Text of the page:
There are two lounges with wing-back chairs and plush sofas, where you can kick back on Dorman’s painterly cocktails. They’re over-priced at $16–18, and the pours are not generous, but you are paying for atmosphere. For dinner, you move onto one of two comfortable, dimly-lit dining rooms, where tables are generously spaced and you will not struggle to hear your companion. (See Eater’s photo essay for a look at the décor.)

There are no tablecloths, but everything else about the place screams fine dining, and I don’t take issue with that. I just wonder about the viability of Gammon steak and bangers & mash in this setting. The quality of the cooking is better than most pubs, but it still feels like eating a pub menu at Per Se. Prices are not out of line, considering the elegance of the room and the skill of the cooking, with starters $11–18, mains $21–33, and sides $9.

The wine list (available online) runs to five pages, with a good range of selections below $60. A 2005 Château Ramafort was fairly priced at $55.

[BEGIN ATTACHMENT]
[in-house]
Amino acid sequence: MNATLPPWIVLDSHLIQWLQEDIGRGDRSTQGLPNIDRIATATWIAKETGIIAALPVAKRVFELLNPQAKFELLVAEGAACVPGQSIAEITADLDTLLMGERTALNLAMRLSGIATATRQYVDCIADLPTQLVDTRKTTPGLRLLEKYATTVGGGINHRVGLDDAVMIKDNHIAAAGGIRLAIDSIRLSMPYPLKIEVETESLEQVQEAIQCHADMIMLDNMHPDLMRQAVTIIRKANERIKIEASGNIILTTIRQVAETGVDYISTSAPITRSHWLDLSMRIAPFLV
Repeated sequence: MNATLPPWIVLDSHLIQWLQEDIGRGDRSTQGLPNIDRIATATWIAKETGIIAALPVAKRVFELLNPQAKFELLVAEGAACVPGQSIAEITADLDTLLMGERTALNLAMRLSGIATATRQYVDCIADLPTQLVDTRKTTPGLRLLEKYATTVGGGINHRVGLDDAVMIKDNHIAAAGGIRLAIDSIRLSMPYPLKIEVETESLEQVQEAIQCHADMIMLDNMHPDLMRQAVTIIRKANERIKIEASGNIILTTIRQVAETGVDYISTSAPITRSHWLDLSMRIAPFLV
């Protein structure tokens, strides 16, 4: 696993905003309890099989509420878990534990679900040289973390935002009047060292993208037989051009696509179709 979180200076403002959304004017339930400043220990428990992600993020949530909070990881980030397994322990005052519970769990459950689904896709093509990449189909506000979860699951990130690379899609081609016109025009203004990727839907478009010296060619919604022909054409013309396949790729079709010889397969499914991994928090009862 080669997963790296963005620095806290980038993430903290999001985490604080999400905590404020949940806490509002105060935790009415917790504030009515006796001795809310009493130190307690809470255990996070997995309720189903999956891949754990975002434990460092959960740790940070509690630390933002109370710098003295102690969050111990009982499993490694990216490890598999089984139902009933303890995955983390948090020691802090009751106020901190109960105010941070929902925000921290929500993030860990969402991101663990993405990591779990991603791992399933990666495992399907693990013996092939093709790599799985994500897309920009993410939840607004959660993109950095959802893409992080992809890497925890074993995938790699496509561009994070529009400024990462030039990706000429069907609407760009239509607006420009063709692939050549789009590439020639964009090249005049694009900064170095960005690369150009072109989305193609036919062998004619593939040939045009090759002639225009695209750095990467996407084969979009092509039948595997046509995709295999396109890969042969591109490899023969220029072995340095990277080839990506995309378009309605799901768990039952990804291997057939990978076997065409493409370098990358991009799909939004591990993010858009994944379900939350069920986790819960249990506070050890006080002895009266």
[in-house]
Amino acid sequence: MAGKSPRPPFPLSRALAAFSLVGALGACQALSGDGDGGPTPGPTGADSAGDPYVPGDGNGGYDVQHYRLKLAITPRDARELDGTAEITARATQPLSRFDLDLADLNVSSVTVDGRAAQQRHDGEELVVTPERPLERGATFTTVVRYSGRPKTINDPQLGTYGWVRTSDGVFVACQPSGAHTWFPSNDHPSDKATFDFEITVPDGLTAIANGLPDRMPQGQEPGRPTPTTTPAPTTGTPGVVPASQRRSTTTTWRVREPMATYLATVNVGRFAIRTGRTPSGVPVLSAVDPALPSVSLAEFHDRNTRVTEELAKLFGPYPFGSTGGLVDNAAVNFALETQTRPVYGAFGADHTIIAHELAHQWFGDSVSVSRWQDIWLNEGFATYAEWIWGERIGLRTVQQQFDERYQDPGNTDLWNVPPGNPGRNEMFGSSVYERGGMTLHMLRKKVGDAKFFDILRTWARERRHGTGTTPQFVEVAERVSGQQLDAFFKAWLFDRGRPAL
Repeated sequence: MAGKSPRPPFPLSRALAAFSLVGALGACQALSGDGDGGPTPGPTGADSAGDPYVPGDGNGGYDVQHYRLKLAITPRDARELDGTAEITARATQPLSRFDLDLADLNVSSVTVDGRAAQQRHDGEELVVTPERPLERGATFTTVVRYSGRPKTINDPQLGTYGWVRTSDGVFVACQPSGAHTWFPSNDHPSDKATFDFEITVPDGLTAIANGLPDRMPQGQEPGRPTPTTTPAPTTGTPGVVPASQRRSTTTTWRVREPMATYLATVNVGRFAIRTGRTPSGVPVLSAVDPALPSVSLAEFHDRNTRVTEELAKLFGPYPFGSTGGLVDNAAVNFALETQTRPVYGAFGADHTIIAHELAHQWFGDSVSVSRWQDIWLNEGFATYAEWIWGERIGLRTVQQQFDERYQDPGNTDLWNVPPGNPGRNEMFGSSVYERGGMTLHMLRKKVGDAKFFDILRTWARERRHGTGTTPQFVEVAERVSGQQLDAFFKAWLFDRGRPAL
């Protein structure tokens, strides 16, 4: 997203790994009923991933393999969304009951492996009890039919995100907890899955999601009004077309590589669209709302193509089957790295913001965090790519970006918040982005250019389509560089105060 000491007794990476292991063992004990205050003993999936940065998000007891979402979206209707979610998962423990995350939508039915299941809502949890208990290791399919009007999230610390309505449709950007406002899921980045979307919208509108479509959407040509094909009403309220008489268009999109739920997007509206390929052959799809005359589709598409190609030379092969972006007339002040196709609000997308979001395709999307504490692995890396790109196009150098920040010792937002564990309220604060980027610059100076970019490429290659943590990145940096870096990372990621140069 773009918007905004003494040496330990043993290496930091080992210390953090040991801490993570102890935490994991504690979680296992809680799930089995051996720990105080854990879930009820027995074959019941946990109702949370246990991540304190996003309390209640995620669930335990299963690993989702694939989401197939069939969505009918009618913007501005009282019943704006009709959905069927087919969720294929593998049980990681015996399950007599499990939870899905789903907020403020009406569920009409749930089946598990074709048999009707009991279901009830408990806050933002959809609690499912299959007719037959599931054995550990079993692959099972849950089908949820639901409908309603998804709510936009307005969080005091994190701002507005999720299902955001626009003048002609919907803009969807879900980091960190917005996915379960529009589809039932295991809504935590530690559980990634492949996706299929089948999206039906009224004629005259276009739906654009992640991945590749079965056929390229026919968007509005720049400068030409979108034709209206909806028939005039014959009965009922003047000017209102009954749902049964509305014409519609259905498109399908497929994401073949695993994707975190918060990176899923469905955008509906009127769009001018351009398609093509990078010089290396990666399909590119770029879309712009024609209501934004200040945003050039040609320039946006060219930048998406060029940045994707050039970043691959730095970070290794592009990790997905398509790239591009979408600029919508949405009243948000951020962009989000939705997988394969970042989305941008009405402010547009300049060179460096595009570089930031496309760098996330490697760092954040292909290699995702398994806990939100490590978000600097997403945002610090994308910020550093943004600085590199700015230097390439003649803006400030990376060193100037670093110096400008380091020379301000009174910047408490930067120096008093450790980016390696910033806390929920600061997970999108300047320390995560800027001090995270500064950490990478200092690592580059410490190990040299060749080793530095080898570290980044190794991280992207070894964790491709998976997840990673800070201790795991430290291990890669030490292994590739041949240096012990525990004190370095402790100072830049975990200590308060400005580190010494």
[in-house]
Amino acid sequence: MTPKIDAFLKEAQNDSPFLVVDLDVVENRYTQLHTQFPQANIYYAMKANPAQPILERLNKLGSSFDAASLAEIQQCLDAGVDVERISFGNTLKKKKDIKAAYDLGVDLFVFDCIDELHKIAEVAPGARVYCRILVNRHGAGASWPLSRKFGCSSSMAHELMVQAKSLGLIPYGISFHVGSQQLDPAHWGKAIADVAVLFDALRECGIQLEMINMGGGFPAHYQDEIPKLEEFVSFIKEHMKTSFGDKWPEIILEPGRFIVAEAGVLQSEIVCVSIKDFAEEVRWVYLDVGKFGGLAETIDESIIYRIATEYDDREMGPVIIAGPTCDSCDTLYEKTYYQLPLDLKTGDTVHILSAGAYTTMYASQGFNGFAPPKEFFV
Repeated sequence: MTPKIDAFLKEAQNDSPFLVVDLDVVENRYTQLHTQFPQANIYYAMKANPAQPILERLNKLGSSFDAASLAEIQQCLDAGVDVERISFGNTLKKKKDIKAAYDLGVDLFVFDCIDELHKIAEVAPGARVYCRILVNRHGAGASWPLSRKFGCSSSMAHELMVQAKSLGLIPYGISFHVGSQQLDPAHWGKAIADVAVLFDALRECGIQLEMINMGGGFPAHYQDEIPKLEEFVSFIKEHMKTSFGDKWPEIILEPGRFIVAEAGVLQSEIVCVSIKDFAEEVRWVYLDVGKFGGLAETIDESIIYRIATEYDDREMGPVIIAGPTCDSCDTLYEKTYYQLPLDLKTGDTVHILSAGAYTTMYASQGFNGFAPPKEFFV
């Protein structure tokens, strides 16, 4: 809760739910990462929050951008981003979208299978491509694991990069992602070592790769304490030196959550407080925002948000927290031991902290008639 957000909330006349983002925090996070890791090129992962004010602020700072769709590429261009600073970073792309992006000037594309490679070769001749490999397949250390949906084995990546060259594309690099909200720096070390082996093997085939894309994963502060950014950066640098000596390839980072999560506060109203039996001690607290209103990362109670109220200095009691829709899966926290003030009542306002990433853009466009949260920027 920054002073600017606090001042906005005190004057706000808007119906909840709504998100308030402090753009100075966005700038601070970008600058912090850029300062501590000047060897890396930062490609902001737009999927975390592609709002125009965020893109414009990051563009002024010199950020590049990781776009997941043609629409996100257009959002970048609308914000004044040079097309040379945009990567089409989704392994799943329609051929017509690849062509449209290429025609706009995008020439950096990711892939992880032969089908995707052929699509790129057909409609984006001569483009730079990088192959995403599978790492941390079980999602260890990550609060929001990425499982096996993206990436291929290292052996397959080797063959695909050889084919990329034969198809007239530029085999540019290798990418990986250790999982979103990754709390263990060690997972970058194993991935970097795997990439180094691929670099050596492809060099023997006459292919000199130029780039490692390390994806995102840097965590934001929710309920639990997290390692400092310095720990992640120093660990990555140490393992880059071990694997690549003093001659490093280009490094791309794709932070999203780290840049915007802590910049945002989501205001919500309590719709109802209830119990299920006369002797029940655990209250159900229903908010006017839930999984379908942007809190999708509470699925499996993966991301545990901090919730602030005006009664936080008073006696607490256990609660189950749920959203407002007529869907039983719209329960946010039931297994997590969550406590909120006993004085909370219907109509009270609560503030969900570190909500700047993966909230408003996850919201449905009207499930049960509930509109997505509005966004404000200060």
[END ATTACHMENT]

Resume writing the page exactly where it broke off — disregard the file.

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Jones Wood Foundry

Could the Upper East Side be the next bastion of hip restaurants? I admit it’s far-fetched, and we’re a long way from that happening, but the essential requirements are there. East of Third Avenue, real estate is inexpensive by Manhattan standards, making it attractive both for restaurants and the young, single, urban professionals they hope to attract.

Jones Wood Foundry, a gastropub that opened in February, has the same rough-and-tumble vibe as many an East Village or Williamsburg restaurant. Whether it’ll succeed is not for me to say, but a young crowd had packed the place by 8:00 p.m. on a Monday evening, and the pro reviews have been favorable (Cuozzo for the Post, Moskin for The Times, Sietsema for the Voice).